The position of the scanner 1 is determined by a motor arrangement 45 and its position in two orthogonal directions with reference to a central position is registered by the displacement unit 46 which produces two sets of output signals, one of which is applied to the comparison units 21 to update the stores 16 in the channels 13 and the other of which is applied to the main store 24; these signals are only used during learning and play no part in the recognition mode of the machine. In practice, separate motors 45 and units 46 would be provided for each direction of movement of the scanner 1, but for simplicity in the drawing only a single motor 45 and a single unit 46 are shown. The operation of the motor 45 is determined by the servo-control unit 47 in response to displacement information derived from the second stores 16 and the main store 24. Random shifts of approximately six elements of the scanner 1 are also produced at intervals of about 10 frames during the learning phase in response to the instruction to learn by means of the unit 48.
Due to the long time delay before information from the scanner reaches the main store 24 it is not satisfactory to use the output from this unit to provide servo instructions to the scanner since this would result in an unstable servo system. Instead the system has been designed so that the servo instructions come mainly from the units 13 and the time delay in the integrators 14 and the rest of the chain has been kept as low as possible in order to limit the oscillation of the scanner.
The motor 45 shown may, in fact, consist of a renumbering process in the allocation of data from the scanner to the first store, so that there is no inertia in this servo system and the overshoot associated with each oscillation can be easily calculated from the time delay in the integrators 14. If this is made to be about :3 picture points it is considered that this will provide a satisfactory range over which each feature must learn to give the same output response from the units 13.
It is possible that on some occasions the signals from the units 13 will not allow satisfactory homing of the scanner 1 to its central position, and for this reason the servo control unit 47 occasionally inserts a displacement instruction derived from the main store. If the homing process had already been satisfactorily completed and the main store had recognised that a centralised image was being inspected, then this signal would be very small and have negligible efiect on the whole performance. However if this were not the case the larger capacity of the main store would enable the machine to discern in which direction it is necessary to displace the image in order to improve the chances of the units 13 providing the correct servo responses. An occasional failure would not be disastrous as any change in the routine would give the units 13 another chance to centralise the scanner 1 on a cell.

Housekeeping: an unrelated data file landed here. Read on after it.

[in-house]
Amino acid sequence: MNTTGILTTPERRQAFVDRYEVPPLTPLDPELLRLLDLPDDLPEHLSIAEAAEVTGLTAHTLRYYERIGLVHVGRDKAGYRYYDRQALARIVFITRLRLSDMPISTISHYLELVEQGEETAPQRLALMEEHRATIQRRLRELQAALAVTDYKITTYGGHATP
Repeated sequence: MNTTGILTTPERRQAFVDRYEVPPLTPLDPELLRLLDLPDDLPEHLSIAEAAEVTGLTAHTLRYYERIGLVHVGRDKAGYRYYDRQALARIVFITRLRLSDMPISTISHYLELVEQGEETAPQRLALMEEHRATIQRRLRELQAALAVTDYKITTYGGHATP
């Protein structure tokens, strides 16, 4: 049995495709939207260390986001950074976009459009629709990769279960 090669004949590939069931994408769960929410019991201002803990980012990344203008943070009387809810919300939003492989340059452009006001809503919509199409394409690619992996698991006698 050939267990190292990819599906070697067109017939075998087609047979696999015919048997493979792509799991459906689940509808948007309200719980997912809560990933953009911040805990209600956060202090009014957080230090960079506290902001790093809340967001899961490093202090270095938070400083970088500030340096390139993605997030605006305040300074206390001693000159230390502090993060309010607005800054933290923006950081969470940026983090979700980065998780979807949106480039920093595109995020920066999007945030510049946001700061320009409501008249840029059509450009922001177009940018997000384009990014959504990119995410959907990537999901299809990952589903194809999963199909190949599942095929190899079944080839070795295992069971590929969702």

Gates 51 and 52 are provided to inhibit the entry of data into the first store 7 and the second stores 16 in response to an output from the displacement unit 46, if the departure of the scanner 1 from the central position exceeds a predetermined amount.
FIG. 4 shows in greater detail the servo controlled unit 47 showing how the displacement informtaion derives from the second stores 16 and the main store 24 is used to cause the motor to displace the scanner 1 in the desired directions. As explained above the motor 45 in fact consists of two motors one for each direction of movement of the scanner 1. In FIG. 4 the motor 45A produces up and down motions of the scanner 1 and the motor 45B produces left to right motions of the scanner 1.
The displacement information in each of the second layer stores 16 consists of two bits of information one bit being allocated to left and right information and the other bit to up and down information and is such that if the digit varying up and down information is a 1 then an upward movement is required and if it is a zero downward movement is required. Similarly if the left right digit is a one then a leftward movement is required and if it is a zero a movement to the right is required.
All of the up-down digits of words selected from the second stores 16 are applied to a counter 56 which produces an output signal indicating the total number of 1s included in these digits. The output of the counter 56 is applied to a threshold circuit 58 which has three outputs on a respective one of which a signal appears if the output of the counter 56 is above a first threshold level, between the first threshold level and a second threshold level or below the second threshold level. Thus a signal on the uppermost output of the threshold circuit 58 indicates that an upward movement is required, a signal on the central output indicates that no movement is required and a signal on the lowest output indicates that a downward movement is required. The highest and lowest of the output conductors of the circuit 58 are connected to enable respective gates 60 and 61. The output of gates 61 is connected via an inverter 64 to the output of gate 60. The inputs of gates 60 and 61 are both connected to a pulse generator 76 which pr duces a pulse of such amplitude and duration as to cause the motor 45A to move a distance of one element.